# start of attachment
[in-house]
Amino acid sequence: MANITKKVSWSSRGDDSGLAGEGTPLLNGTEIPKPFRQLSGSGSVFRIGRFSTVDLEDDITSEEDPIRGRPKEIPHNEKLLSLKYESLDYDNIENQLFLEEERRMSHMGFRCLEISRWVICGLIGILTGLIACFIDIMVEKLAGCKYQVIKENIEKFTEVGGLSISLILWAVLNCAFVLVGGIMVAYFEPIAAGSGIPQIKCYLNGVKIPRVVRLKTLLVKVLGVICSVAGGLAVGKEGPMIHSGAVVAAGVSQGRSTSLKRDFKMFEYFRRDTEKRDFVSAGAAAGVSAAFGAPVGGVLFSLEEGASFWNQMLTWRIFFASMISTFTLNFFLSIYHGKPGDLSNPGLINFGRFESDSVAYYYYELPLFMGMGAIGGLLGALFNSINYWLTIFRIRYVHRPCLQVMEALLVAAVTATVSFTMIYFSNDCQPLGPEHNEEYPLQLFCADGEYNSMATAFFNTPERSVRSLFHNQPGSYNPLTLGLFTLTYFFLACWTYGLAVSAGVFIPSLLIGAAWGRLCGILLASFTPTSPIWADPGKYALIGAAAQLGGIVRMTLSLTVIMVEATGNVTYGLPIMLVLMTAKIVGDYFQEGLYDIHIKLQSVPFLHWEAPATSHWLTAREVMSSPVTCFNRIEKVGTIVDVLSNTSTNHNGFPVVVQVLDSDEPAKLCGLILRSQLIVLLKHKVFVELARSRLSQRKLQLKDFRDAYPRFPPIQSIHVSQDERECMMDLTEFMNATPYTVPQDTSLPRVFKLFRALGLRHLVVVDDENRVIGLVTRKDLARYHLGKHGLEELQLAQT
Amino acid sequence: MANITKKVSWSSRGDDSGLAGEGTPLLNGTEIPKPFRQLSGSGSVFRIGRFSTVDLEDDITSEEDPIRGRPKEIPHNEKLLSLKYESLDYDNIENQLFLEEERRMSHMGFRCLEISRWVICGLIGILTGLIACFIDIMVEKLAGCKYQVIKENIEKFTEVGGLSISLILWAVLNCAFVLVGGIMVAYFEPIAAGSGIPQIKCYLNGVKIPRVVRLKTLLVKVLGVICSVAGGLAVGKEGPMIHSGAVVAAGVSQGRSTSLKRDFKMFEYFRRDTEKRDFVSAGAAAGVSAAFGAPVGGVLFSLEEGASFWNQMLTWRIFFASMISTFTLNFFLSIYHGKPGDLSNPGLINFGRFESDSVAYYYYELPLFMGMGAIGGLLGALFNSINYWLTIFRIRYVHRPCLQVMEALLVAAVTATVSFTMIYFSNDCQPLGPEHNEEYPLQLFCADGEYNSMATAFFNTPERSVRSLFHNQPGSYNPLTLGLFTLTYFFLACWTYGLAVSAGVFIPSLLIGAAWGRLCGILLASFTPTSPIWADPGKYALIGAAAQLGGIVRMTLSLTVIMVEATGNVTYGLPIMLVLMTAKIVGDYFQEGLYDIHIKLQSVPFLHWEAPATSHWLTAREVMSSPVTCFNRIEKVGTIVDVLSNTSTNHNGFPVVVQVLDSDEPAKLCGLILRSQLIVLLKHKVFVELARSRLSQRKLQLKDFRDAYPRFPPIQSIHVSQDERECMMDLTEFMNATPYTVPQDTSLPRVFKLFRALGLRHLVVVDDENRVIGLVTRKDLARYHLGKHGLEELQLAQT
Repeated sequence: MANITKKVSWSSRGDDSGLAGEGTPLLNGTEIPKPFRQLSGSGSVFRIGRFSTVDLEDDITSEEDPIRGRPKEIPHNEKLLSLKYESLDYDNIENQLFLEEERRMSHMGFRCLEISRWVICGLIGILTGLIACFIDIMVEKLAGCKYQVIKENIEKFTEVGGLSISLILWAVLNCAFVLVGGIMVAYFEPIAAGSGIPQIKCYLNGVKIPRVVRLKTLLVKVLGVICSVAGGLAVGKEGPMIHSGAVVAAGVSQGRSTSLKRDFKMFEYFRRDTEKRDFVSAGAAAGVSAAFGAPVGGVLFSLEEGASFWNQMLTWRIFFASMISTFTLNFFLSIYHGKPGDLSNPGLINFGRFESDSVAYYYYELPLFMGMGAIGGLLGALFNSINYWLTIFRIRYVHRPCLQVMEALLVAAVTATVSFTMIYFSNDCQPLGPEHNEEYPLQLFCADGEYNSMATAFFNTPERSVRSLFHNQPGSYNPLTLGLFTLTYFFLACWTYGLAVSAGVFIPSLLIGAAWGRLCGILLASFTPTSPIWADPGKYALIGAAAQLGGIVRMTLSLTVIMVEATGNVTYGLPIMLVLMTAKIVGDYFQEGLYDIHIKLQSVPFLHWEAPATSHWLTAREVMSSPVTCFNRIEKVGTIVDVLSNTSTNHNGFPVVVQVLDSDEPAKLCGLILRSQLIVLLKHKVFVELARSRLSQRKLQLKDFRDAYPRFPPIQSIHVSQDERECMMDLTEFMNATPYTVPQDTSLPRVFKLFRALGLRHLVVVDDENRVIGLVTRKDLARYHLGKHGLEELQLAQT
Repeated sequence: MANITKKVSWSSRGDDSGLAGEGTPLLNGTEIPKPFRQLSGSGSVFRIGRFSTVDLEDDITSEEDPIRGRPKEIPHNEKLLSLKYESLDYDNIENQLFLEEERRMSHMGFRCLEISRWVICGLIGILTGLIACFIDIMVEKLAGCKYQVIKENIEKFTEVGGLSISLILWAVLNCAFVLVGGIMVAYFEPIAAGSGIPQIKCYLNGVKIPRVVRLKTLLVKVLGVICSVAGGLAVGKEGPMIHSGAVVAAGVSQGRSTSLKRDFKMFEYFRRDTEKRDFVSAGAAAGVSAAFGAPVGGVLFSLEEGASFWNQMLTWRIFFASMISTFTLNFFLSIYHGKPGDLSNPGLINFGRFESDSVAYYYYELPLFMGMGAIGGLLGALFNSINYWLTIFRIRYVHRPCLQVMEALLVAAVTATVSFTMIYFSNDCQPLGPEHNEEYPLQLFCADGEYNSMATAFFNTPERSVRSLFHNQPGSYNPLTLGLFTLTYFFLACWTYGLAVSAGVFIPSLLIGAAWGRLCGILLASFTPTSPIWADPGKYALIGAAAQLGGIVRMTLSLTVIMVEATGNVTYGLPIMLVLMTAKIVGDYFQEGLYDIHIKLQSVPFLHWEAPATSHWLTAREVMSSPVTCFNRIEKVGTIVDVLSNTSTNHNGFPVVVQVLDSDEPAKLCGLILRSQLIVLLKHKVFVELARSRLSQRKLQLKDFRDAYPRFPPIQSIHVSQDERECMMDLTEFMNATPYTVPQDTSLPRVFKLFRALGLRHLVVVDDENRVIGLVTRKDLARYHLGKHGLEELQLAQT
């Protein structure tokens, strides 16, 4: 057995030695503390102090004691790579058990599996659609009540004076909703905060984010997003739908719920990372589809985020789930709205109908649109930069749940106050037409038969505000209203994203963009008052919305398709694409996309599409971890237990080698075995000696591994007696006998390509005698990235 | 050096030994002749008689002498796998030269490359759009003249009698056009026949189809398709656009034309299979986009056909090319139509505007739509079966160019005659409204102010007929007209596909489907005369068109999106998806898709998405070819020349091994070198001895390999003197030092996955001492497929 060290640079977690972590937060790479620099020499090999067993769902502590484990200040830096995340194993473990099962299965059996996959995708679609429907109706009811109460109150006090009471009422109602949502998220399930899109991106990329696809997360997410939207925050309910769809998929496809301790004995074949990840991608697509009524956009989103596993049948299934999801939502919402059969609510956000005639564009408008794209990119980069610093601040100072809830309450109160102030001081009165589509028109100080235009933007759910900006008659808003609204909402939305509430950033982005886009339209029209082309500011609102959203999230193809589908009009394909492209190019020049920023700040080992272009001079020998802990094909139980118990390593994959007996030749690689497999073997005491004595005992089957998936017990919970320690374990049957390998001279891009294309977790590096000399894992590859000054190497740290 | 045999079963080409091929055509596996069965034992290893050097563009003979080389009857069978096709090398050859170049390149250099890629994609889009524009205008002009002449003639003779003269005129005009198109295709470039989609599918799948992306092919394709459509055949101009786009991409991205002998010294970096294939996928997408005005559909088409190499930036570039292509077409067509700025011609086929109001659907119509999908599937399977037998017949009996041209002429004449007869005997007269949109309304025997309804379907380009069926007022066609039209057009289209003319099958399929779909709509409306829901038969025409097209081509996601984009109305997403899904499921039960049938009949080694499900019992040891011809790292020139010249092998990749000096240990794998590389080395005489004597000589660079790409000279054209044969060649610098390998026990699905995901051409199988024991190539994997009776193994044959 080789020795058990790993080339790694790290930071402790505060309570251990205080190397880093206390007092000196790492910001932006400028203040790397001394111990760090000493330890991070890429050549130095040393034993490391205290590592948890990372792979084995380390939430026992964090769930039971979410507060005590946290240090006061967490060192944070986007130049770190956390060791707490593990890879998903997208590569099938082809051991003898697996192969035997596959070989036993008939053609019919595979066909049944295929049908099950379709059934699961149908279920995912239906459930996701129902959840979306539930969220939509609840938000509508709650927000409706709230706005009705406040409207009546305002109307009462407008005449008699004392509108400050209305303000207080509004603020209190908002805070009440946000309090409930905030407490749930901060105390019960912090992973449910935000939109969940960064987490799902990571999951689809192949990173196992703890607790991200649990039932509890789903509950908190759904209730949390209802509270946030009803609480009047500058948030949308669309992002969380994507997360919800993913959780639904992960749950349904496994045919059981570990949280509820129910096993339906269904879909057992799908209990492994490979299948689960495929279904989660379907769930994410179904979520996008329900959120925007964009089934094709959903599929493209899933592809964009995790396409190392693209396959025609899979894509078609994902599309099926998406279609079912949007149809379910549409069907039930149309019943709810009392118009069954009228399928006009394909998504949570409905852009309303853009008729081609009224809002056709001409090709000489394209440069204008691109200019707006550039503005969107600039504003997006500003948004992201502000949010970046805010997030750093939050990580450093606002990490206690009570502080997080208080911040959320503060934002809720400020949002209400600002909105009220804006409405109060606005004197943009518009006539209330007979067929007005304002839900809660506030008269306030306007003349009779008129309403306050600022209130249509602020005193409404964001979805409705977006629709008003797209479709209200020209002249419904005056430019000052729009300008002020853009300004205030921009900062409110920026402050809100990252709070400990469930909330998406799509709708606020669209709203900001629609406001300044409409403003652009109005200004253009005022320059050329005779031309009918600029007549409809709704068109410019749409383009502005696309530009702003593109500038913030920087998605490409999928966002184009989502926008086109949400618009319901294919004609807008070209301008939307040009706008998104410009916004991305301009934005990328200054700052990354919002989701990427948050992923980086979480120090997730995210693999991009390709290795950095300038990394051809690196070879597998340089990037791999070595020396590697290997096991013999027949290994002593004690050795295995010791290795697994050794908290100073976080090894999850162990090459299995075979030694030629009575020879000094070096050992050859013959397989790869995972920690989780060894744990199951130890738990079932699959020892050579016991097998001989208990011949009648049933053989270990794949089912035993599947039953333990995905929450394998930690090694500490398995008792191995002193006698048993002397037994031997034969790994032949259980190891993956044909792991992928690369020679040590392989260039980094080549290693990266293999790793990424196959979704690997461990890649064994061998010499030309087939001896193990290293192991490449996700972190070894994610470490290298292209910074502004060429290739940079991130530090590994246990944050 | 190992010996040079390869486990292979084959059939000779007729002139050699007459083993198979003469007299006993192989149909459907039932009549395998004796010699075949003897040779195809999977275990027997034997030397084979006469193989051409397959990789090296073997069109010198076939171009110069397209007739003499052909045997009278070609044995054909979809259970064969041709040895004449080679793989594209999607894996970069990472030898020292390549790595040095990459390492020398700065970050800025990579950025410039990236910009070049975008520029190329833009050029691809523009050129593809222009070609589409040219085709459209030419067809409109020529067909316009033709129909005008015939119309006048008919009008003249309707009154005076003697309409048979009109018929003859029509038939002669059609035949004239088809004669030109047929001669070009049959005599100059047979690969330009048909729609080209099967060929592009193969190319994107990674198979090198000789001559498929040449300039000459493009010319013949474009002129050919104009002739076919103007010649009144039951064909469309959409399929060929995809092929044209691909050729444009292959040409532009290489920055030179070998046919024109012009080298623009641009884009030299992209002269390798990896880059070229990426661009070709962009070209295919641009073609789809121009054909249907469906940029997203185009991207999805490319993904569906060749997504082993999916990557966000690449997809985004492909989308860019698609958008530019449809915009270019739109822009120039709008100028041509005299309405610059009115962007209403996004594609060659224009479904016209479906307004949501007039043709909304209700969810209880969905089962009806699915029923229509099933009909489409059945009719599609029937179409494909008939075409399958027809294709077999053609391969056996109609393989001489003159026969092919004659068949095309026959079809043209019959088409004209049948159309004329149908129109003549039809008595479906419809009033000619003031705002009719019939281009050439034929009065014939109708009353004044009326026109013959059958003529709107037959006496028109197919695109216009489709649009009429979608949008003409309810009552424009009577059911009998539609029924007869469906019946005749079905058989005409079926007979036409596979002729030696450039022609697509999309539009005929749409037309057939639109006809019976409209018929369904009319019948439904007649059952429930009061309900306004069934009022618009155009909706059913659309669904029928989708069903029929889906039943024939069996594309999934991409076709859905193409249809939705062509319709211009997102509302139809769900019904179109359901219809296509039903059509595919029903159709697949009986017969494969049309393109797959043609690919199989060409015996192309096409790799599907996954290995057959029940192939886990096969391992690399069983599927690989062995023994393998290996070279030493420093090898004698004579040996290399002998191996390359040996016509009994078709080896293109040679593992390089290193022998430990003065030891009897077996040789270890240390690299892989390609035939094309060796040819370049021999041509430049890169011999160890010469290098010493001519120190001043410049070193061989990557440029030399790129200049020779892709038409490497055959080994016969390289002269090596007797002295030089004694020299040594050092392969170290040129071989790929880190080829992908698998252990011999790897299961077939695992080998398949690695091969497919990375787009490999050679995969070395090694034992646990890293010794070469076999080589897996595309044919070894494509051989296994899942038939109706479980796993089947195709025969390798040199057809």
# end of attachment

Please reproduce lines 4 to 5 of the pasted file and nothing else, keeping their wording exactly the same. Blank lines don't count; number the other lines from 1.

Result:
Repeated sequence: MANITKKVSWSSRGDDSGLAGEGTPLLNGTEIPKPFRQLSGSGSVFRIGRFSTVDLEDDITSEEDPIRGRPKEIPHNEKLLSLKYESLDYDNIENQLFLEEERRMSHMGFRCLEISRWVICGLIGILTGLIACFIDIMVEKLAGCKYQVIKENIEKFTEVGGLSISLILWAVLNCAFVLVGGIMVAYFEPIAAGSGIPQIKCYLNGVKIPRVVRLKTLLVKVLGVICSVAGGLAVGKEGPMIHSGAVVAAGVSQGRSTSLKRDFKMFEYFRRDTEKRDFVSAGAAAGVSAAFGAPVGGVLFSLEEGASFWNQMLTWRIFFASMISTFTLNFFLSIYHGKPGDLSNPGLINFGRFESDSVAYYYYELPLFMGMGAIGGLLGALFNSINYWLTIFRIRYVHRPCLQVMEALLVAAVTATVSFTMIYFSNDCQPLGPEHNEEYPLQLFCADGEYNSMATAFFNTPERSVRSLFHNQPGSYNPLTLGLFTLTYFFLACWTYGLAVSAGVFIPSLLIGAAWGRLCGILLASFTPTSPIWADPGKYALIGAAAQLGGIVRMTLSLTVIMVEATGNVTYGLPIMLVLMTAKIVGDYFQEGLYDIHIKLQSVPFLHWEAPATSHWLTAREVMSSPVTCFNRIEKVGTIVDVLSNTSTNHNGFPVVVQVLDSDEPAKLCGLILRSQLIVLLKHKVFVELARSRLSQRKLQLKDFRDAYPRFPPIQSIHVSQDERECMMDLTEFMNATPYTVPQDTSLPRVFKLFRALGLRHLVVVDDENRVIGLVTRKDLARYHLGKHGLEELQLAQT
Repeated sequence: MANITKKVSWSSRGDDSGLAGEGTPLLNGTEIPKPFRQLSGSGSVFRIGRFSTVDLEDDITSEEDPIRGRPKEIPHNEKLLSLKYESLDYDNIENQLFLEEERRMSHMGFRCLEISRWVICGLIGILTGLIACFIDIMVEKLAGCKYQVIKENIEKFTEVGGLSISLILWAVLNCAFVLVGGIMVAYFEPIAAGSGIPQIKCYLNGVKIPRVVRLKTLLVKVLGVICSVAGGLAVGKEGPMIHSGAVVAAGVSQGRSTSLKRDFKMFEYFRRDTEKRDFVSAGAAAGVSAAFGAPVGGVLFSLEEGASFWNQMLTWRIFFASMISTFTLNFFLSIYHGKPGDLSNPGLINFGRFESDSVAYYYYELPLFMGMGAIGGLLGALFNSINYWLTIFRIRYVHRPCLQVMEALLVAAVTATVSFTMIYFSNDCQPLGPEHNEEYPLQLFCADGEYNSMATAFFNTPERSVRSLFHNQPGSYNPLTLGLFTLTYFFLACWTYGLAVSAGVFIPSLLIGAAWGRLCGILLASFTPTSPIWADPGKYALIGAAAQLGGIVRMTLSLTVIMVEATGNVTYGLPIMLVLMTAKIVGDYFQEGLYDIHIKLQSVPFLHWEAPATSHWLTAREVMSSPVTCFNRIEKVGTIVDVLSNTSTNHNGFPVVVQVLDSDEPAKLCGLILRSQLIVLLKHKVFVELARSRLSQRKLQLKDFRDAYPRFPPIQSIHVSQDERECMMDLTEFMNATPYTVPQDTSLPRVFKLFRALGLRHLVVVDDENRVIGLVTRKDLARYHLGKHGLEELQLAQT